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‘Our children are still afraid to go to school’: East High parents demand more transparency after shooting

Coalition of more than 500 parents wants answers before kids return to class Wednesday
parent safety advocacy group psag.jpg
Posted at 4:14 PM, Apr 03, 2023
and last updated 2023-04-04 11:40:07-04

DENVER – Dozens of parents protested outside East High School Monday morning demanding more transparency from district leaders on their plan to keep children safe ahead of students returning from spring break on Wednesday.

“In two days our kids are coming back. What is going to be different? If some people don’t have a sense of urgency, we do, because we’re the ones who will miss them at night when they cannot come home,” said Astrid Ruiz, a parent of a 9th grader at East High. “This is not acceptable. Safety is not negotiable for our kids.”

Ruiz is among a growing coalition of concerned parents at East High School and beyond who want to know what the plan is going forward, in addition to school resource officers – and they want answers by the time the bell rings at 8:05 a.m. Wednesday.

“We’ve been told nothing about safety improvements at our school, except for the return of some school resource officers. We’ve not been informed about any kind of comprehensive safety plan to make DPS schools and East High School safer,” said Sri Viswanath, another parent who attended Monday’s meeting. “Our children are still afraid to go to school.”

During a secretive five-hour executive session held during a special meeting a day after the shooting of two school administrators by a 17-year-old student suspect at East High, the Denver Public School Board of Education not only suspended a controversial policy that removed SROs from all Denver high schools in 2020, but also directed the district’s superintendent, Dr. Alex Marrero, to come up with a long-term safety plan by the end of the summer.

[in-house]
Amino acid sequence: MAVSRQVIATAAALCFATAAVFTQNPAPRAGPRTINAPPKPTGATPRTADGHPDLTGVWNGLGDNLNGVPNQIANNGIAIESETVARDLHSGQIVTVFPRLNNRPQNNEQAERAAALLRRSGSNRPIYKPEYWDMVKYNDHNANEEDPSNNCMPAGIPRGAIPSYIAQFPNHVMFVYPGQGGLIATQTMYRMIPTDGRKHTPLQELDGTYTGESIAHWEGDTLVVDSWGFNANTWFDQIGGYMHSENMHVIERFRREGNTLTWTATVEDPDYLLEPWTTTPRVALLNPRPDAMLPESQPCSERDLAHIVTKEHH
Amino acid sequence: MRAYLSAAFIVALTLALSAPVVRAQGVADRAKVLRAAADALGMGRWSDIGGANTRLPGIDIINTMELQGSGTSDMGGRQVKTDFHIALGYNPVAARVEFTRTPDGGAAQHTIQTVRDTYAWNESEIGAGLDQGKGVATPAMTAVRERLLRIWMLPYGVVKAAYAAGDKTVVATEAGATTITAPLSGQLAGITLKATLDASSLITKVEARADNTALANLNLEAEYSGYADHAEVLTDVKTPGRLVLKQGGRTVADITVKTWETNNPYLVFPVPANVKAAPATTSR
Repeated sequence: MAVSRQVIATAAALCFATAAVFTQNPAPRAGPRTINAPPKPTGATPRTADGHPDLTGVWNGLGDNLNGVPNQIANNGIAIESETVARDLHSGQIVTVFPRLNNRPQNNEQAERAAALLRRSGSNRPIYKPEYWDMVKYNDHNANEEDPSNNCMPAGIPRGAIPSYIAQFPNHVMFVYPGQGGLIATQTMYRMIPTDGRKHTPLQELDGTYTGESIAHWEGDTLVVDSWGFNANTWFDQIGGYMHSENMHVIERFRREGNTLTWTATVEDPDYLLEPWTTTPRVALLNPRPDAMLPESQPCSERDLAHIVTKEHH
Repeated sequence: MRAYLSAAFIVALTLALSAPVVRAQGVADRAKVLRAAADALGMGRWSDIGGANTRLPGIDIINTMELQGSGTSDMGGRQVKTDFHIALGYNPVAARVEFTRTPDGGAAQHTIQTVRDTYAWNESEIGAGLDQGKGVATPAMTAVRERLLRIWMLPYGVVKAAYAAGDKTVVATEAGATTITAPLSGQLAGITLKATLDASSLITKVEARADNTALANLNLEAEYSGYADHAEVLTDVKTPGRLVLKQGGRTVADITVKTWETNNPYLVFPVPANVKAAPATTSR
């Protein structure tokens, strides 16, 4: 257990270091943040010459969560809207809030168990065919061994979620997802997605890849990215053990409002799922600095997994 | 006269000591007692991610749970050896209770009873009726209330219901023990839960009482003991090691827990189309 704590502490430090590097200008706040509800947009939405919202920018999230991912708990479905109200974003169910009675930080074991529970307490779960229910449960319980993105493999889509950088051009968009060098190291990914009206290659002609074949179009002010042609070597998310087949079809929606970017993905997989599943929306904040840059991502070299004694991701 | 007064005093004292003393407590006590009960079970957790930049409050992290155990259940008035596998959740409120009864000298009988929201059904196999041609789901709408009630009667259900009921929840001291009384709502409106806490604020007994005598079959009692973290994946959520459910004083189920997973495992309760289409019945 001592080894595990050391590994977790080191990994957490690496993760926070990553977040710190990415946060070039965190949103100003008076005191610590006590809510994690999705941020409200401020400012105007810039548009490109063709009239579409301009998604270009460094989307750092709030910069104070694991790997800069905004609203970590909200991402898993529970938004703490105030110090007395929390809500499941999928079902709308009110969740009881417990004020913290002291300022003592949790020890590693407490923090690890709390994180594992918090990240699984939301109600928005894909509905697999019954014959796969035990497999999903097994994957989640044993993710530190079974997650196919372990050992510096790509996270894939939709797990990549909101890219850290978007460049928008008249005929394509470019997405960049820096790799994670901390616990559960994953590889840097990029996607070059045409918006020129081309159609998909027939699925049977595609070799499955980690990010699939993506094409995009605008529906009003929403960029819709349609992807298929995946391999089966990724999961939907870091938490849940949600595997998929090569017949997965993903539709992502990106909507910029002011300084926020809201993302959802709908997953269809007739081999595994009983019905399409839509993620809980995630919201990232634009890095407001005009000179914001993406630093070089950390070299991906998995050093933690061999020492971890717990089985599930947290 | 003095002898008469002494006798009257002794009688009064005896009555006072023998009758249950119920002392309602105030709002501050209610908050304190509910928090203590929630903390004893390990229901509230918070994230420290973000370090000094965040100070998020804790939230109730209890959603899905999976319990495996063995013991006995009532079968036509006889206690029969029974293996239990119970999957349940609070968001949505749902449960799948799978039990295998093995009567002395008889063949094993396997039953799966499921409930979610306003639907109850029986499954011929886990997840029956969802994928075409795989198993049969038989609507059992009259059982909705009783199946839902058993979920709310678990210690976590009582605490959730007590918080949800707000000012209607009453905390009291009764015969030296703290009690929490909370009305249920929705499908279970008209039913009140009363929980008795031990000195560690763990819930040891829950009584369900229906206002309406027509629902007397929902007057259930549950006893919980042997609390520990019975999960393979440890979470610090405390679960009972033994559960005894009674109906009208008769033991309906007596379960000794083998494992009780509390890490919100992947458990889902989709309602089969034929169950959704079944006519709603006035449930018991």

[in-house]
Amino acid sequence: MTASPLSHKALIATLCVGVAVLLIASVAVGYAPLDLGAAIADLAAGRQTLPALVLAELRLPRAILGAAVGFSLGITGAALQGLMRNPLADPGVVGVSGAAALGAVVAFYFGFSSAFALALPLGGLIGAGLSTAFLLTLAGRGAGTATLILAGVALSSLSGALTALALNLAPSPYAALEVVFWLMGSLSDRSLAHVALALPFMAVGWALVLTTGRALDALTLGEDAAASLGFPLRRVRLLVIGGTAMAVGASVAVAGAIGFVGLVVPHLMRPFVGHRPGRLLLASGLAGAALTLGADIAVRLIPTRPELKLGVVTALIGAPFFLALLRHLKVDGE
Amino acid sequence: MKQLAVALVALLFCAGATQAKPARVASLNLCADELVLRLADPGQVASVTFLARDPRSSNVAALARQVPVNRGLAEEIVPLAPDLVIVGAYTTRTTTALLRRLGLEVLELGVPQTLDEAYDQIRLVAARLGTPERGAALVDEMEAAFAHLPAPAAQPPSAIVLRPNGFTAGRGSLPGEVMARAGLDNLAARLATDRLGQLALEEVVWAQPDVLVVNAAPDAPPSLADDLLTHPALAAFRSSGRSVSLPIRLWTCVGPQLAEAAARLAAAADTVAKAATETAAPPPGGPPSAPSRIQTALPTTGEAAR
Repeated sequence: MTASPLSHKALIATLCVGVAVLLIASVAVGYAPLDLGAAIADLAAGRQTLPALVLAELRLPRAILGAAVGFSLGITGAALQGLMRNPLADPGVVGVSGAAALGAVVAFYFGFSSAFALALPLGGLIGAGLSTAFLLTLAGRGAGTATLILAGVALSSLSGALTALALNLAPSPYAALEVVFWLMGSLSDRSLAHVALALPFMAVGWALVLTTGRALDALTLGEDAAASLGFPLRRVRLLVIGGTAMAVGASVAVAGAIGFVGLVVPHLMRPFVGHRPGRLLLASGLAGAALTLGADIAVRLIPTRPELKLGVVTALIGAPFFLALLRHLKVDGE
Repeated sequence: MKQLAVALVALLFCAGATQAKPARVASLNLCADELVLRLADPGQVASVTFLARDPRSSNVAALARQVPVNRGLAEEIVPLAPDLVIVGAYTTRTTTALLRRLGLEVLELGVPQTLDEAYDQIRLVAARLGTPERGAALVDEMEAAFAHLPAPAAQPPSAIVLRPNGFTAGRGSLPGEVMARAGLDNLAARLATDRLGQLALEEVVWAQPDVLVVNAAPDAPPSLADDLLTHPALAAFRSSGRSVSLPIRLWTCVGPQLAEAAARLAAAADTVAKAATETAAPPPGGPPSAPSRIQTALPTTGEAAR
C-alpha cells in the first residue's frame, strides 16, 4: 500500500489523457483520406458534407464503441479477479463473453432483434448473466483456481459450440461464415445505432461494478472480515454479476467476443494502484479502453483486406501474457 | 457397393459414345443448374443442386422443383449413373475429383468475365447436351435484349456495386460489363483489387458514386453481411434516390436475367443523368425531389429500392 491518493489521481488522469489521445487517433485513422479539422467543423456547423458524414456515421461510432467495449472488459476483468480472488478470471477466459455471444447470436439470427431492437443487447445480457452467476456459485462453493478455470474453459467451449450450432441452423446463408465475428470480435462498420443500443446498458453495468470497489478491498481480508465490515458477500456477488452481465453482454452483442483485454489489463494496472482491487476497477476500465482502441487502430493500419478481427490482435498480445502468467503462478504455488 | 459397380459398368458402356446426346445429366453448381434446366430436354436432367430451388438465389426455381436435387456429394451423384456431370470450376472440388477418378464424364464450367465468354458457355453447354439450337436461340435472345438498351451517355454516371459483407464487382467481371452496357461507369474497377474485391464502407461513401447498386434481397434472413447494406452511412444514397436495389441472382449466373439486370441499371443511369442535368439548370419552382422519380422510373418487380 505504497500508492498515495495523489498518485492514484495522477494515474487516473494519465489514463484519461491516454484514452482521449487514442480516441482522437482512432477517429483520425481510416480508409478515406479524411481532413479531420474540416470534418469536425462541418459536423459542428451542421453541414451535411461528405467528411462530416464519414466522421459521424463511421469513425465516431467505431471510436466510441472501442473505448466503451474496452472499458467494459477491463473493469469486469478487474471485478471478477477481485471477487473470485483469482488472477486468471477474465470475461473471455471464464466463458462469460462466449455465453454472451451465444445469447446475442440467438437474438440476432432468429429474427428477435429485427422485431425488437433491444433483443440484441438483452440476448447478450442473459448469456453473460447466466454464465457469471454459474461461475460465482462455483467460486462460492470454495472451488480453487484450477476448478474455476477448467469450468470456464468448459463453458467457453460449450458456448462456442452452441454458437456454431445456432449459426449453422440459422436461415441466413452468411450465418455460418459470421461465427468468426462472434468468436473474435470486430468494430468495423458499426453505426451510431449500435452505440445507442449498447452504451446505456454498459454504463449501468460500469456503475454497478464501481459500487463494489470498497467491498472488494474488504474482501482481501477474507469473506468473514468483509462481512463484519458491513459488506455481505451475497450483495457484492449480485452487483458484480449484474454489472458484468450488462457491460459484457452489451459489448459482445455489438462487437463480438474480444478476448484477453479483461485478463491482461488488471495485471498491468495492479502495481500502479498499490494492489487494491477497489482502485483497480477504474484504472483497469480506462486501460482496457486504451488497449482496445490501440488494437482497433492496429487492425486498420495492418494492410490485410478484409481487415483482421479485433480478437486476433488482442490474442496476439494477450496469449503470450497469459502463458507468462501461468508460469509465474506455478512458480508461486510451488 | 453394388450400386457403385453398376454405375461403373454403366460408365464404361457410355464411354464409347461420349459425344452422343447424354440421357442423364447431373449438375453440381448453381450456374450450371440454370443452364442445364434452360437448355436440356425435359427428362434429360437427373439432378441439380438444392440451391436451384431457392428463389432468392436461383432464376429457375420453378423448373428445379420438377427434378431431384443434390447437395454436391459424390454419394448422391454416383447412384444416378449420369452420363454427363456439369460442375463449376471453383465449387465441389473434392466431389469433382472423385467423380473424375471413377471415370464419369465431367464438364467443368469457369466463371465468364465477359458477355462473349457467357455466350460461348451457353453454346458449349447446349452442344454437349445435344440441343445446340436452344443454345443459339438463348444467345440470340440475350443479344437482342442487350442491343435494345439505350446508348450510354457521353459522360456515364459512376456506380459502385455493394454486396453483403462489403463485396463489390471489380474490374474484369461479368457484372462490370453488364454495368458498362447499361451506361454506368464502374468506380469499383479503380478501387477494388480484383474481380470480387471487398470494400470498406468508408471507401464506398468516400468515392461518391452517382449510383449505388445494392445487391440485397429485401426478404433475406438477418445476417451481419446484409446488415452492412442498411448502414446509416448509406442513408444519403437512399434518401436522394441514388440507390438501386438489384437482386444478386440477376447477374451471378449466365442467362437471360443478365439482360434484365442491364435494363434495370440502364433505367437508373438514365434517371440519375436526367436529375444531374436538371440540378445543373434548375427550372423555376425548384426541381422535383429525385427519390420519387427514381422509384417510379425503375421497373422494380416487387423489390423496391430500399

The plan relies on community feedback from students, families, other school leaders and lawmakers before it is reviewed and voted on by the Board. If passed, the plan would go into effect prior to the start of the 2023-24 school year.

After the shooting at their school, East High School students want these changes now

But this growing group of concerned parents – who refer to their coalition as the Parent Safety Advocacy Group (PSAG) – said so far, the district has not sought out the group's input on how to make schools safer for their children.

Among their requests? An end to the Board’s executive sessions and more transparency around the details and plans of the long-term safety plan.

“We’re not here to malign anyone, but we want a seat at the table. And we want to know – what is your plan going forward?” said Vince Jordan, another parent of a student at East High and an alum of the school himself. “We have the right to demand a safe learning environment for the kids and the teachers deserve a safe environment for teaching.”

And it’s not just parents who have a stake in the safety plan. The most impacted group – the students – want to know what the district is doing to keep them from worrying about when the next school shooting will come.

“It feels like we’re not getting a lot of… prevention?” said Tessa Klopper, a junior at East. “I want to know that there are measures in place to guarantee that someone can’t walk into school with a gun.”

A family and community engagement meeting is taking place Monday from 5:30 p.m. – 7:30 p.m. at East High where parents will hear from Denver Public Schools and the Denver Police Department on what they’re doing to increase safety ahead of the students’ return from spring break. Students, parents and staff will have a chance to voice their concerns.

Denver7's Russell Haythorn contributed to this report.

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